In 2006 I graduated, got engaged and moved to Portland with my hippie fiancé. Deanna and I kept in touch and she ended up moving back to Orlando to work for the Mouse. When my fiancé and I decided to marry at Walt Disney World she was thrilled. She helped us out by booking hotel rooms for our friends and family with her cast member discount. We invited exactly 18 people to our wedding and she was one of them. She was one of the few people who would appreciate my Disney wedding as much as I would and I was happy she would be there.
On August 13, 2007, exactly one week before my wedding, I got a phone call from a strange 407 number. I answered quickly. Assuming it was our wedding planner calling with bad news, visions of flooded wedding venues and swarms of locusts invading Florida flashed before my eyes. No such luck.
It was Deanna’s boyfriend Kyle.
She was dead.
I sat breathless as this very emotional stranger explained to me what had happened. Deanna was sick. Hospital. Drugs. Unresponsive. I honestly don’t remember much of the conversation.
Because all I could think was ‘Oh my god – my wedding guests! The discounts! Can we still get the discounts?!’.
After I got off the phone with Kyle I immediately called my mother. The conversation went something like this:
Me: Mom, my friend Deanna won’t be at the wedding. She’s dead.
Mom: Oh my god! What happened?
Me: I don’t really know. I need to call the wedding coordinator to make sure we can still get the discounts.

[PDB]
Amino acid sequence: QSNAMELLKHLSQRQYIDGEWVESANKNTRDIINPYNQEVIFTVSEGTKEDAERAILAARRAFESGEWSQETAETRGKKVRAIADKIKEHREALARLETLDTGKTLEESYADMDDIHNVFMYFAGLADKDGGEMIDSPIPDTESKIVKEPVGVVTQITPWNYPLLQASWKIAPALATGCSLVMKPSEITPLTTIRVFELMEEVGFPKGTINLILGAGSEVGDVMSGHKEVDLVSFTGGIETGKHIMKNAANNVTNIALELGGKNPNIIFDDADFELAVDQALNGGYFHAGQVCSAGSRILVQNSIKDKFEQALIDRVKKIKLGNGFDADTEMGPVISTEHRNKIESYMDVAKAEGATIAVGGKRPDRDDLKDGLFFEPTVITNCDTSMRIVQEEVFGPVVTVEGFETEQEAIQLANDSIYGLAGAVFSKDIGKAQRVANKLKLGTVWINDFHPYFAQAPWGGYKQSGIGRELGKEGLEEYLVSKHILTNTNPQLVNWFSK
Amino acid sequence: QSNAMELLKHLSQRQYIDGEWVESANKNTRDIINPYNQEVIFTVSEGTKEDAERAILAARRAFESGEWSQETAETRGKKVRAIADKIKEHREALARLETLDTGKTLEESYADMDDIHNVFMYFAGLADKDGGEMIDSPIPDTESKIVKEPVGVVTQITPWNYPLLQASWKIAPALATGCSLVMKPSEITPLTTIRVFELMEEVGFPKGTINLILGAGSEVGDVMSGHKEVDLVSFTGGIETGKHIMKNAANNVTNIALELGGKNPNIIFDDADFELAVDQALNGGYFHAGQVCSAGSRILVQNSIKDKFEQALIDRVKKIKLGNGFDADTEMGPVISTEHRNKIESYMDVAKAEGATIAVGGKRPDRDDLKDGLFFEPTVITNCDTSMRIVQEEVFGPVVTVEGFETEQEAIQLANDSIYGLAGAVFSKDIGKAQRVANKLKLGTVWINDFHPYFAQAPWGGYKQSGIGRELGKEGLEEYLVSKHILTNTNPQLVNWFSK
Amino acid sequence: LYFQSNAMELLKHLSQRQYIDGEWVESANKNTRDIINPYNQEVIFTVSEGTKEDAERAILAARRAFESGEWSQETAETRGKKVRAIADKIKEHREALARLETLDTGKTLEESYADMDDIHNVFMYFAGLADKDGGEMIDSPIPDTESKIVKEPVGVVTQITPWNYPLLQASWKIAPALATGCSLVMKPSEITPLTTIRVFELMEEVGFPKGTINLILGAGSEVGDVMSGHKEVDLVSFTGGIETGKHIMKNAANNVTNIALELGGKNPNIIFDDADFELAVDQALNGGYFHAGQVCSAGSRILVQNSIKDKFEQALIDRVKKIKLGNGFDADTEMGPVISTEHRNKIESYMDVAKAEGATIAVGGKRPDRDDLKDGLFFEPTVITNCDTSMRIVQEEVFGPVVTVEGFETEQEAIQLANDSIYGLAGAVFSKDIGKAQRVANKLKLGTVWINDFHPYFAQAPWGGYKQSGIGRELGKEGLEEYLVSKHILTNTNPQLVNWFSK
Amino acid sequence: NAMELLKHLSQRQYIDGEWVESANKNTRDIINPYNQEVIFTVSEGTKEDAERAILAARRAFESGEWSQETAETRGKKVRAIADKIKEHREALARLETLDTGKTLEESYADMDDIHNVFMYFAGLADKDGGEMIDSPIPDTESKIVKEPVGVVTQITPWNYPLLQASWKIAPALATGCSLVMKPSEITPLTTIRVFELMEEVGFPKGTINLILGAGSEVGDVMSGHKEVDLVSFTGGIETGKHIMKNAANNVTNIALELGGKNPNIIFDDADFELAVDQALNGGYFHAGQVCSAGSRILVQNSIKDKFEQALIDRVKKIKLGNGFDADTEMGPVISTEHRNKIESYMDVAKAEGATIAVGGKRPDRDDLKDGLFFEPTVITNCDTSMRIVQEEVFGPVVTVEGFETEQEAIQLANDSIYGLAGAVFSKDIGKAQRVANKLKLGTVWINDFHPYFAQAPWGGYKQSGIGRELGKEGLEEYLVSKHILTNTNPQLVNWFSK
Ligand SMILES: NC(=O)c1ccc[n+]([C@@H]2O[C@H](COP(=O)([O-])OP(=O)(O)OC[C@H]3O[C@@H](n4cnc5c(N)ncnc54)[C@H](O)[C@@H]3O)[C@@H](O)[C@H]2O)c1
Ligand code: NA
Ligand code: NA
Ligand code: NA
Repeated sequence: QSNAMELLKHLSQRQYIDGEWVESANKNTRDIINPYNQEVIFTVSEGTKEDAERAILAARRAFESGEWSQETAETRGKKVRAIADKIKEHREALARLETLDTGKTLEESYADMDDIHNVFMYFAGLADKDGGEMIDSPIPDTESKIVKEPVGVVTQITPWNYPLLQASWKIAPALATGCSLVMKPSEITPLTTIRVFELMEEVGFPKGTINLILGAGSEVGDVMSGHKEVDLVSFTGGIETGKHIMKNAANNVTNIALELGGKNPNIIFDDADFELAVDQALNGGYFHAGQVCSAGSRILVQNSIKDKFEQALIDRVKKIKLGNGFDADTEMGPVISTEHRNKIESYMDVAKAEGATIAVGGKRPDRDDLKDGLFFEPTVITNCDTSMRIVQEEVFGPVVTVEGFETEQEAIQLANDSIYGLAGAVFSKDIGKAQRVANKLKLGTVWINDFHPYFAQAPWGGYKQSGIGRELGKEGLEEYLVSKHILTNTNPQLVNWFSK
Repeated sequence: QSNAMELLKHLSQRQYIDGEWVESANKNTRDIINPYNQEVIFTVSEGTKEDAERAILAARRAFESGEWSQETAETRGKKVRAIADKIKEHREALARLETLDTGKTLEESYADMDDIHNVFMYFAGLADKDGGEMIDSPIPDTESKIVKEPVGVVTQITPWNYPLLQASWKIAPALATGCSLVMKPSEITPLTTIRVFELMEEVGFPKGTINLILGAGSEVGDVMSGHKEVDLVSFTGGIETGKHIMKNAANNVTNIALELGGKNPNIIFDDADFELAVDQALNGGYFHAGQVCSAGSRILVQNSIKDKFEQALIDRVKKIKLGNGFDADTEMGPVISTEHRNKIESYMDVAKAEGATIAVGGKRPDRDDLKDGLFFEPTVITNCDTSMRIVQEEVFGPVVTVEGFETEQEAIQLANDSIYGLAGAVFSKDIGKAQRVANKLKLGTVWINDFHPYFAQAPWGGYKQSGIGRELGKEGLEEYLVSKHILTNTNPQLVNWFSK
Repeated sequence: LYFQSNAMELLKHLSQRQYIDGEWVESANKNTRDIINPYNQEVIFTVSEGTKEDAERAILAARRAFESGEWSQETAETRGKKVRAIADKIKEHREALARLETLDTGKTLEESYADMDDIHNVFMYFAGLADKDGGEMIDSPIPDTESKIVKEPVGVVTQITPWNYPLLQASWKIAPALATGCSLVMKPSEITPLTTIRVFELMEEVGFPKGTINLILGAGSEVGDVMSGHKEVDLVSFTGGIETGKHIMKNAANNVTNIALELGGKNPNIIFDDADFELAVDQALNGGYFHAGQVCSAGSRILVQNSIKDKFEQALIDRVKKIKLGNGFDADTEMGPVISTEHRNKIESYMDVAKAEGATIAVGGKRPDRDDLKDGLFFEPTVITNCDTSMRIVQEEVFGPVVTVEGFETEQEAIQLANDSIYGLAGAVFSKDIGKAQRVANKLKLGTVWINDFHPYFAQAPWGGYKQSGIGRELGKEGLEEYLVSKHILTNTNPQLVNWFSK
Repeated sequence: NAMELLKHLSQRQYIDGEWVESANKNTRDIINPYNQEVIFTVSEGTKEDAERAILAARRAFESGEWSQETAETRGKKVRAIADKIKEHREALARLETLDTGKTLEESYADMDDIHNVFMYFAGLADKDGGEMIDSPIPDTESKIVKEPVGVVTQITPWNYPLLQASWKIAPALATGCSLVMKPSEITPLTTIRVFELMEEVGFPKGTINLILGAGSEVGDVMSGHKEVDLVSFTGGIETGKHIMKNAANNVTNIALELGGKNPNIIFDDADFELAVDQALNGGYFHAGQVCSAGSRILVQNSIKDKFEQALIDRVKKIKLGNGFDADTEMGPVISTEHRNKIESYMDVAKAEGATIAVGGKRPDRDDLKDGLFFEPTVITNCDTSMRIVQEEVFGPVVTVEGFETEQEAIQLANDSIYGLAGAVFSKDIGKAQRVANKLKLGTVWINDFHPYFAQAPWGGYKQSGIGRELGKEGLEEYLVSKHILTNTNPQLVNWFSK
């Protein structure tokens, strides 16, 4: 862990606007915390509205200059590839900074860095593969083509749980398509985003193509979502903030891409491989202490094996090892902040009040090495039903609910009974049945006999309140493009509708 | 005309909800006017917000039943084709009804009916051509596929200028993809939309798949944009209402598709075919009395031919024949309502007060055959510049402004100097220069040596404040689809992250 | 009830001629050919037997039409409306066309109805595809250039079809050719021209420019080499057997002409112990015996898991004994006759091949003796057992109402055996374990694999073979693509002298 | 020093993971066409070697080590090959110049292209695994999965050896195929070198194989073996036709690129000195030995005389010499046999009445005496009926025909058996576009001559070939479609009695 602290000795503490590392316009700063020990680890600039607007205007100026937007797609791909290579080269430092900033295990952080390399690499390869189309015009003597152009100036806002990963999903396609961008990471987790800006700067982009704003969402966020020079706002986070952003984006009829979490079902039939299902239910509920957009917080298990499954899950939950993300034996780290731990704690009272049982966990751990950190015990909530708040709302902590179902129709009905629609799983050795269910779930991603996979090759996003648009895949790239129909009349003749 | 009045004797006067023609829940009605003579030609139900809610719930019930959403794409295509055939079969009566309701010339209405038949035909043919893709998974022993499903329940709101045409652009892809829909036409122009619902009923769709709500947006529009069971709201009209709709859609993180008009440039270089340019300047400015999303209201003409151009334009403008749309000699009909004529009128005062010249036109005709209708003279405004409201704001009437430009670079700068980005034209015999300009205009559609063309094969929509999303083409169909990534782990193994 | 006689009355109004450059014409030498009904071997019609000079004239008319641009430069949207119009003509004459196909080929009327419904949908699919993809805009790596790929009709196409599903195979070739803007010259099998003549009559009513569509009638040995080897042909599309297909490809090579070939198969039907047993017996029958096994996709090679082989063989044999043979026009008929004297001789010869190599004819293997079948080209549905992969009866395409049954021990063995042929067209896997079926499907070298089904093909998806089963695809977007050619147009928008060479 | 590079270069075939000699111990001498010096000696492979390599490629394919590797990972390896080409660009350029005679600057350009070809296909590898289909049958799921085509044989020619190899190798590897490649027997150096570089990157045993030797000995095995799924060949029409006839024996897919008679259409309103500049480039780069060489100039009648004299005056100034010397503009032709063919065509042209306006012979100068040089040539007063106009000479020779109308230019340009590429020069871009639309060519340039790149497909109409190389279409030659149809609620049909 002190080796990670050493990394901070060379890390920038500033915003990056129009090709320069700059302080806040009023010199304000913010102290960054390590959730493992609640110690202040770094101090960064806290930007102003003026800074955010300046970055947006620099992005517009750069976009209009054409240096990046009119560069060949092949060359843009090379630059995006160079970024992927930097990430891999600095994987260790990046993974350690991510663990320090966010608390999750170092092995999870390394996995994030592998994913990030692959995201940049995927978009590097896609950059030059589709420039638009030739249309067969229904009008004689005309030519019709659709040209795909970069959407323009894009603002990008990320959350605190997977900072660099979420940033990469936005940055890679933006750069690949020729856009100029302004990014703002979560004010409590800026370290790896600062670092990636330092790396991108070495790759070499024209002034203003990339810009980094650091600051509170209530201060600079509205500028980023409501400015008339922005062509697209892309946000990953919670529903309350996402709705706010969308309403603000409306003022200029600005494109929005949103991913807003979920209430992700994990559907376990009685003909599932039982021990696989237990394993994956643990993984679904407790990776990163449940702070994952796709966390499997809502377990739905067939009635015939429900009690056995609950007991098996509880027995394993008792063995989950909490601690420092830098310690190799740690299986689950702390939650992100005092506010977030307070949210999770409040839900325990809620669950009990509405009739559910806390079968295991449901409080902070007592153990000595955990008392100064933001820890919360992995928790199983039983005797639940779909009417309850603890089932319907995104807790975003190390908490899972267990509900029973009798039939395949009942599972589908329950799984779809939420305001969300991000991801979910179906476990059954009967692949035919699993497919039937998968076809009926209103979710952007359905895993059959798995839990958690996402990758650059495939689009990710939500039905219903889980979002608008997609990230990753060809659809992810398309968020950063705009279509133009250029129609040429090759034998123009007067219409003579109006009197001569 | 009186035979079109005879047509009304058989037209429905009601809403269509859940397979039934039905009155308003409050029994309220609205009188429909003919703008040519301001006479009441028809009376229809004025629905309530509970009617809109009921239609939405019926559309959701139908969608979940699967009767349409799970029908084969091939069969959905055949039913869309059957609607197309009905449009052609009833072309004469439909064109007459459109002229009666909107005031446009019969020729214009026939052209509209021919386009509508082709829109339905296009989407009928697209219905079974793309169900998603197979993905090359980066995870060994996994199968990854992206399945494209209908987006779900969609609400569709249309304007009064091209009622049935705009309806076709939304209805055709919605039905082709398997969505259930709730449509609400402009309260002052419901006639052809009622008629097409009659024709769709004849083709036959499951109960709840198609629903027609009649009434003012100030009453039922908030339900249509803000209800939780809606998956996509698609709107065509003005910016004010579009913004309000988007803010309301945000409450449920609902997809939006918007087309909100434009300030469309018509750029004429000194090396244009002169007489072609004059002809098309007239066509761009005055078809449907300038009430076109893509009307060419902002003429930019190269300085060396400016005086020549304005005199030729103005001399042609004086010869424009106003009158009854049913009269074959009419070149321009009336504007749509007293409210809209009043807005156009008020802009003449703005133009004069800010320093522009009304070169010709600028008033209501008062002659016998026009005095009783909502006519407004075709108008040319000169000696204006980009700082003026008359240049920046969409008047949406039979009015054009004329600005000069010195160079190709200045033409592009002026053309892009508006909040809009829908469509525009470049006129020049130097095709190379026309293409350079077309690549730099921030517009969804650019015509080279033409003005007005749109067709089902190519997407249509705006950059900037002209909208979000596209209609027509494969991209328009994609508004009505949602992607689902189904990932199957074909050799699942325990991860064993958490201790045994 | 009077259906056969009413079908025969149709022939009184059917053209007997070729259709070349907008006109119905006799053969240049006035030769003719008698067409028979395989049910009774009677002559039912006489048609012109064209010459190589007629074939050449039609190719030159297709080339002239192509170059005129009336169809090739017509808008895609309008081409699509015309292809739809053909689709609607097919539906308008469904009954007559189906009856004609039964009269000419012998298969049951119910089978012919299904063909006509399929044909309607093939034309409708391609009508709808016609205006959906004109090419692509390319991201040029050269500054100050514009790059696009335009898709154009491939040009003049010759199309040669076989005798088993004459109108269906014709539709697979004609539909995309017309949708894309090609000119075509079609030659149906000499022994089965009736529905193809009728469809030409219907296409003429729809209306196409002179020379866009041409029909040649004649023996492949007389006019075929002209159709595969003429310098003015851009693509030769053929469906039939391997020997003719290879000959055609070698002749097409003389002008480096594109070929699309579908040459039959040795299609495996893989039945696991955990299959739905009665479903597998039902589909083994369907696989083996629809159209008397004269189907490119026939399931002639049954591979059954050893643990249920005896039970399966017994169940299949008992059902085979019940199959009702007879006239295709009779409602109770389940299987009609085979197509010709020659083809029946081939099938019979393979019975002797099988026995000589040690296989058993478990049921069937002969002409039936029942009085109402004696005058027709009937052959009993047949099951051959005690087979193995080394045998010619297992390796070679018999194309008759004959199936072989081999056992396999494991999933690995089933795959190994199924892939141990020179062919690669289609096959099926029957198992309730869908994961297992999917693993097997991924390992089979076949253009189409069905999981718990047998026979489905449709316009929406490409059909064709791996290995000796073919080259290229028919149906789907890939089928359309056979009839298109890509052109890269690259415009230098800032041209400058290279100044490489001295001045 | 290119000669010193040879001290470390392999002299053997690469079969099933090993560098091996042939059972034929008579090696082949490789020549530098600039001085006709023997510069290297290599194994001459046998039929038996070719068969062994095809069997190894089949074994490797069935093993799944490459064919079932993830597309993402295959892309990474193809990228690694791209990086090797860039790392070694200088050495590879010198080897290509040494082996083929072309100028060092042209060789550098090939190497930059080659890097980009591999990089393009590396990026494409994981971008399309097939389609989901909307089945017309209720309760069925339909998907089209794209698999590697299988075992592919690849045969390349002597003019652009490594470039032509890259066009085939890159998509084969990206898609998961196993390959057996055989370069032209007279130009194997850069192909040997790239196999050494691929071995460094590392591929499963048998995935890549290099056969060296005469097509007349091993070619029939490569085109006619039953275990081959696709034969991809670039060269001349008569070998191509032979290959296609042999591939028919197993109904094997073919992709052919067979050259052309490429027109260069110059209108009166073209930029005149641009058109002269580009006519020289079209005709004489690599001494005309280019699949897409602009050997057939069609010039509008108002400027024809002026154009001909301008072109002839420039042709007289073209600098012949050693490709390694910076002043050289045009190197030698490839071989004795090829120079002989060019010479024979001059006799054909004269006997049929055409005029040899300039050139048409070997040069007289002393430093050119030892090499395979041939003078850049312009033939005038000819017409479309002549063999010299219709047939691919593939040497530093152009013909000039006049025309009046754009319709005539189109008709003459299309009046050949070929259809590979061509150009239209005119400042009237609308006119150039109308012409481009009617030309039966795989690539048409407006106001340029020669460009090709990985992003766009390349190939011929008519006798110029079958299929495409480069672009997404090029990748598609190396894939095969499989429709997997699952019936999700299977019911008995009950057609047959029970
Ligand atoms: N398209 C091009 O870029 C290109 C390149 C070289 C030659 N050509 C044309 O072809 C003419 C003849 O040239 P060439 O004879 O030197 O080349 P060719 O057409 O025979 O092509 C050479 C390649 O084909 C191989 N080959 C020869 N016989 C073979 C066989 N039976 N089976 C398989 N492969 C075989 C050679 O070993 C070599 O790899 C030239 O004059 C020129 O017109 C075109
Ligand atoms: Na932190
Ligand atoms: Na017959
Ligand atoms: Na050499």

Mom: Are you okay?
Me: I will be if we can still get the 40% off!
Was this a normal reaction? I don’t know. Disney hotel rooms run upwards of $400 a night and I had promised my soon-to-be in-laws a discount. I didn’t want to disappoint them. I didn’t want to be that daughter-in-law. They’d hate me forever.
How could I live with that?
I called the wedding coordinator. Yes, I could still get the discount even though the cast member was deceased. Phew.
In the meantime Deanna’s mother was mourning her only child.
Feeling a bit of guilt, I called her up the next day. I offered to help her pack up Deanna’s apartment while we were in Orlando. It was the least I could do. Being the sweet, compassionate person that she is, she politely declined my offer. She said I should focus on being with my family and husband.
Of course she didn’t know how my main concern with her daughter’s death was getting her cast member discount. If she had, would it have changed anything? Probably not. Because she is an unselfish person.
And I am not.
Deanna’s funeral was on my wedding day. Instead of sitting with my family in the Disney Wedding Pavilion watching me and my husband exchange vows with Cinderella’s Castle in the distance, Deanna was back in Nevada, being buried in the dust of the Catholic cemetery shadowed by the mega resorts of the Las Vegas strip.
I heard Celine Dion sent flowers.
I never shed a tear for Deanna and I’m not sure why. Perhaps our friendship wasn’t as strong as I thought it was. Perhaps all that held us together was a shared love of the mouse-run corporation that would be a mainstay long after both of our deaths. Perhaps I’m just an unfeeling jerk. I don’t know. But I think of Deanna. And I hope all those big dreams she had eventually worked out for her somehow.
At least this worked out.